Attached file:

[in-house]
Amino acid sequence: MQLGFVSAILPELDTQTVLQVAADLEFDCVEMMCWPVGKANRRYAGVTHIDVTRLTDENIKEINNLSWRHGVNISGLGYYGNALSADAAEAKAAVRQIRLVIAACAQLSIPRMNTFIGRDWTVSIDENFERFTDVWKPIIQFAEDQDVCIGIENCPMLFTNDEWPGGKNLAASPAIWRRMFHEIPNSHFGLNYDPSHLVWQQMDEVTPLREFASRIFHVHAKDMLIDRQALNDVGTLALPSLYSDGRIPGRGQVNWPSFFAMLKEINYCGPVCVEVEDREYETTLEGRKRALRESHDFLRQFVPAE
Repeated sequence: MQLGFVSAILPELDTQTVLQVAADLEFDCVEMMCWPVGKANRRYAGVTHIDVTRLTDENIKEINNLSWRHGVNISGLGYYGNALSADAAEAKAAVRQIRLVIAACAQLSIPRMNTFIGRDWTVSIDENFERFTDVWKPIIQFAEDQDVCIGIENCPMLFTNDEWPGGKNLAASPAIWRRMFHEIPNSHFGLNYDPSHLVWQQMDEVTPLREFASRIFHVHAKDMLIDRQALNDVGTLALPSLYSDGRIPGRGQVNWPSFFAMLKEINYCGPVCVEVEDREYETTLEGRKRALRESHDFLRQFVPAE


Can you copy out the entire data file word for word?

[in-house]
Amino acid sequence: MQLGFVSAILPELDTQTVLQVAADLEFDCVEMMCWPVGKANRRYAGVTHIDVTRLTDENIKEINNLSWRHGVNISGLGYYGNALSADAAEAKAAVRQIRLVIAACAQLSIPRMNTFIGRDWTVSIDENFERFTDVWKPIIQFAEDQDVCIGIENCPMLFTNDEWPGGKNLAASPAIWRRMFHEIPNSHFGLNYDPSHLVWQQMDEVTPLREFASRIFHVHAKDMLIDRQALNDVGTLALPSLYSDGRIPGRGQVNWPSFFAMLKEINYCGPVCVEVEDREYETTLEGRKRALRESHDFLRQFVPAE
Repeated sequence: MQLGFVSAILPELDTQTVLQVAADLEFDCVEMMCWPVGKANRRYAGVTHIDVTRLTDENIKEINNLSWRHGVNISGLGYYGNALSADAAEAKAAVRQIRLVIAACAQLSIPRMNTFIGRDWTVSIDENFERFTDVWKPIIQFAEDQDVCIGIENCPMLFTNDEWPGGKNLAASPAIWRRMFHEIPNSHFGLNYDPSHLVWQQMDEVTPLREFASRIFHVHAKDMLIDRQALNDVGTLALPSLYSDGRIPGRGQVNWPSFFAMLKEINYCGPVCVEVEDREYETTLEGRKRALRESHDFLRQFVPAE